Something for K8s

Well I got another NAS the other day, so I decided to reconfigure most of my kubernetes (k8s) stuff to use that, and hell, why not upgrade it at the same time.

The was about 4 months ago and I just finished last weekend, so here are the steps in case you want to do that in slightly less time.

This won’t be of any use in another three months of course, because everything will change again.

So the things that changed were:

  • as well as moving to a new box, the NAS OS was upgraded, from FreeNAS to TrueNAS,
    moving from FreeBSD to Linux in the process
  • upgraded packer, which also means moving from JSON to HCL
  • upgraded Ubuntu from 16 (!) to 22, which also means moving from preseed config to cloud-init config
  • upgraded MySQL from 5.5 to 8.0, which also means creating native passwords if you want old apps to be able to authenticate
  • upgraded kubernetes from 1.18 to 1.25, which also means updating the API endpoints in the yaml ( and the yaml itself )
  • because I’m publishing this on github, started using vault as a credential store rather than hard-coding things in the yaml / hcl

I realise there’s already an infinite number of these things, but here’s the repository up on github, which has links to one of those boxes-in-boxes architectural diagrams and more READMEs than you can shake a stick at.

It’s called bookcase-ops, as most of this stuff sits in a bookcase just over there *points towards bookcase*.


Tell me more

I guess the lessons learnt are:


  • so you now need to specify all your variables in triplicate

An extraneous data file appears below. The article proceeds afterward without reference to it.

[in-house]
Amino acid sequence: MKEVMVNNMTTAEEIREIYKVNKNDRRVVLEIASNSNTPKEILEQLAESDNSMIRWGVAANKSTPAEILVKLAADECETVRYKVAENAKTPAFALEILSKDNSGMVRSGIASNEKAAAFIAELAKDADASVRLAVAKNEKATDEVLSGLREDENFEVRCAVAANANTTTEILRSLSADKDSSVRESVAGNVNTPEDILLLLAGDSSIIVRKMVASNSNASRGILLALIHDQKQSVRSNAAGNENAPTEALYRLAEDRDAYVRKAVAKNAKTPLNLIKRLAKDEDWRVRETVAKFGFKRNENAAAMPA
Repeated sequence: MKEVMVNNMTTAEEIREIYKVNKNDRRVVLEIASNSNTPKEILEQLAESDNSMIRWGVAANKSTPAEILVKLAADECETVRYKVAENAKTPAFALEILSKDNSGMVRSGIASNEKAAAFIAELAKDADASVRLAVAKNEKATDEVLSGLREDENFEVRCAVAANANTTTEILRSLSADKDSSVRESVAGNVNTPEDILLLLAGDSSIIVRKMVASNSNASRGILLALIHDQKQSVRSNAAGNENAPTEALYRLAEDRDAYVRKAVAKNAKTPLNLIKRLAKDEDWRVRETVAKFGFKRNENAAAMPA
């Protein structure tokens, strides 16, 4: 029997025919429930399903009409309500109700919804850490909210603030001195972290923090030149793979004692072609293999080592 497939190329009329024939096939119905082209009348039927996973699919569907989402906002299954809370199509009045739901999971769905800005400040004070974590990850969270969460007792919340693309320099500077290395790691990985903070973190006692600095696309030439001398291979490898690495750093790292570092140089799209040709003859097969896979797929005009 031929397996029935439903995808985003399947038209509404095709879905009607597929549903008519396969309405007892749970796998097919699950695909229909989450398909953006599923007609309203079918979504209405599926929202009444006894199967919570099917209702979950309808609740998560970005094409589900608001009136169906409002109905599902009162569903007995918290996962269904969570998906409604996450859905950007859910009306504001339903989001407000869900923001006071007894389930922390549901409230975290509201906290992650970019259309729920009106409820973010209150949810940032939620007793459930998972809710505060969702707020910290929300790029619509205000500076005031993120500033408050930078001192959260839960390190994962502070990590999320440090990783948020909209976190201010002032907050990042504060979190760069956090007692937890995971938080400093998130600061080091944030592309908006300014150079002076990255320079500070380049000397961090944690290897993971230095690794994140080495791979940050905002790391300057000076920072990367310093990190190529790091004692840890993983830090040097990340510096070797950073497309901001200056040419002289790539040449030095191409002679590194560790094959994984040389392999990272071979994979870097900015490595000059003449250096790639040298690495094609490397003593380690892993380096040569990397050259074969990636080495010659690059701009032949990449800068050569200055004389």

• the syntax is arbitrarily different
  • it often fails to clean up after failed builds, so if you don’t get it working perfectly the first time, you may have to remove the vmx/vmdks from esx filesystem manually afterwards

ubuntu (in packer)

  • you don’t need a preseed file any more, so chuck that and write a cloud-init file instead
  • don’t let cloud-init partition your drive using lvm, as it’ll just create a 10GB partition by default, requiring manual resizing afterwards
  • the apt package names are different
  • decrease the keystroke interval to save yourself a minute or two whilst it types in the init command
  • start hard-coding your MACs. That may not be necessary either, but I’ve given up faffing about with the network config.


  • probably want to use native passwords so you don’t need to upgrade everything that connects to mysql


  • try to ignore changes in calico and fabric as much as humanly possible
  • you’ll need to change from freenas-provisioner to democratic-csi
    • which uses UUIDs as PVC identifiers, so make a note of those as things start up so you know where to copy things across
    • because a path like this:
      is apparently more usable than a path like this:
    • (sarcasm)

    • also, when you’re copying those things across,
      scp -p doesn’t preserve ownership uids and gids, so you probably need to use
      tar --same-owner
  • for your ingress controllers, don’t use this nginx ( which will cause you do go down the MetalLB rabbit hole, which is not worth your time ), use this nginx instead.
  • in your yaml, replace the API endpoints with the new endpoints, some of the networking defaults have changed, and the structure of the nginx backend config has changed
    • e.g. you’ll need to change DNS resolution to ‘Default’, which isn’t the actual default
  • when I was merging the new kube config into my local ~/kube/config file, I had to rename a couple of things due to username collisions.

I guess most people would look at that and say why not use minikube or k3s or something, to which I would say what’s the point of using kubernetes at all if you’re not going to use the unnecessary levels of complicated abstractions it provides.

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